Literacy in the United States
Rates of literacy in the United States depend on which of the various definitions of literacy is used. Governments may label as literate those individuals who can read a couple of thousand simple words they learned by sight in the first four grades in school. Other sources may term such individuals functionally illiterate if they are unable to use basic sources of written information like warning labels and driving directions. The World Factbook prepared by the CIA describes the definition of literacy in most countries as "age 15 and over can read and write." The literacy rates are not completely measurable.
National Assessment of Adult Literacy (NAAL)
The U.S. Dеpartment of Education, Institute of Education Sciences has conducted large scale assessment of adult proficiency in 1992 and 2003 using a common methodology from which trends could be measured. The study measures Prose, Document, and Quantitative skills and 19,000 subjects participated in the 2003 survey. There was no significant change in Prose or Document skills and a slight increase in Quantitative attributes. As in 2008, roughly 15% of the sample could function at the highest levels in all three categories. Roughly 50% were at either basic or below basic levels of proficiency in all three categories. The study identifies a class of adults who, although not meeting criteria for functional illiteracy, face reduced job opportunities and life prospects due to inadequate literacy levels relative to the requirements of contemporary society.
The study, the most comprehensive study of literacy ever commissioned by the U.S. government, was released in April 2002 and reapplied in 2003 giving trend data. It involved lengthy interviews of over 90,700 adults statistically balanced[clarification needed] for age, gender, ethnicity, education level, and location (urban, suburban, or rural) in 12 states across the U.S. and was designed to represent the U.S. population as a whole. This government study showed that 21% to 23% of adult Americans were not "able to locate information in text", could not "make low-level inferences using printed materials", and were unable to "integrate easily identifiable pieces of information." Further, this study showed that 41% to 44% of U.S. adults in the lowest level on the literacy scale (literacy rate of 35 or below) were living in poverty.
A follow-up study by the same group of researchers using a smaller database (19,714 interviewees) was released in 2006 that showed some upward movement of low end (basic and below to intermediate) in U.S. adult literacy levels and a decline in the full proficiency group.
Thus, if this bottom quantile of the study is equated with the functionally illiterate, and these are then removed from those classified as literate, then the resultant literacy rate for the United States would be at most 65-85% depending on where in the basic, minimal competence quantile one sets the cutoff.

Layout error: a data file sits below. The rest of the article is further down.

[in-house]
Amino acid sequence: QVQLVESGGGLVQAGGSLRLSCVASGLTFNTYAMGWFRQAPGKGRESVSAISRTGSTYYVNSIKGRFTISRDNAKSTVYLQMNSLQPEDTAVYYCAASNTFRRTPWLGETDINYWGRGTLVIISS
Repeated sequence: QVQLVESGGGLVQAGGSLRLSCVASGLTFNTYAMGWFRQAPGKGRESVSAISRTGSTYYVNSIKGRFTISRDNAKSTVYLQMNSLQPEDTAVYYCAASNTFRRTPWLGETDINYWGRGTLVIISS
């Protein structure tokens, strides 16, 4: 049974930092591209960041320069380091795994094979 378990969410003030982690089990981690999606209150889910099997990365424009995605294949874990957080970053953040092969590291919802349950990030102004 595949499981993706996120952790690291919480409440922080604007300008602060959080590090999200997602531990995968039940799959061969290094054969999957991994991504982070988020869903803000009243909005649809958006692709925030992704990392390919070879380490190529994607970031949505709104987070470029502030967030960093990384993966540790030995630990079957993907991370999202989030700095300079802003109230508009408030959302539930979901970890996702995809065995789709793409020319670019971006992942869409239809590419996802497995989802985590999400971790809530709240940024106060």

The 15% figure for full literacy, equivalent to a university undergraduate level, is consistent with the notion that the "average" American reads at a 7th or 8th grade level which is also consistent with recommendations, guidelines, and norms of readability for medication directions, product information, and popular fiction.
Central Connecticut State University
Between 2005 and 2009, Dr. Jack Miller of the Central Connecticut State University conducted annual studies aimed at identifying America's most literate cities drawing from a variety of available data resources, the America’s Most Literate Cities study ranks the largest cities (population 250,000 and above) in the United States. This study focuses on six key indicators of literacy: newspaper circulation, number of bookstores, library resources, periodical publishing resources, educational attainment, and Internet resources
|St. Paul, MN||7||4||3||5||9.5|
Jonathan Kozol, in his book Illiterate America, suggests that the very high figures of literacy may be due to poor methodology. The Census Bureau reported literacy rates of 86% based on personal interviews of a relatively small portion of the population and on written responses to Census Bureau mailings. They also considered individuals literate if they simply stated that they could read and write, and made the assumption that anyone with a fifth grade education had at least an 80% chance of being literate. Kozol notes that, in addition to these weaknesses, the reliance on written forms would have obviously excluded many individuals who did not have a literate family member to fill out the form for them. Finally, he suggests that because illiterate people are likely to be unemployed and may not have telephones or permanent addresses, the census bureau would have been unlikely to find them (and that if they did, these people might be especially reluctant to talk to a stranger who might be a bill collector, tax auditor, or salesperson).
Effect of immigration
- Field listing: Literacy, CIA World Factbook, retrieved 2009-09-08
- Adult Literacy in America, Third Edition (PDF), National Center for Educational Statistics, April 2002, retrieved 2011-01-12
- A First Look at the Literacy of America's Adults in the 21st century (PDF), National Center for Educational Statistics, 2006, retrieved 2007-12-11
- United States, CIA World Factbook, 1993, retrieved 2011-06-23
- America's Most Literate Cities, Central Connecticut State University.
- Kozol, Jonathan (1985). Illiterate America. New York: New American Library. pp. 37–39. ISBN 0-452-26203-8.
- Ho, Vanessa (2002-02-04). "Dropout rates highest among Mexican immigrants, study says". Seattle Post-Intelligencer.
- Helfand, Duke (2000-09-09). "U.S. Literacy Rates Among West's Highest, Study Finds". Los Angeles Times.
- "California Literacy Rate Tumbles, Symptom of State's Education Ills?". californiaprogressreport.com.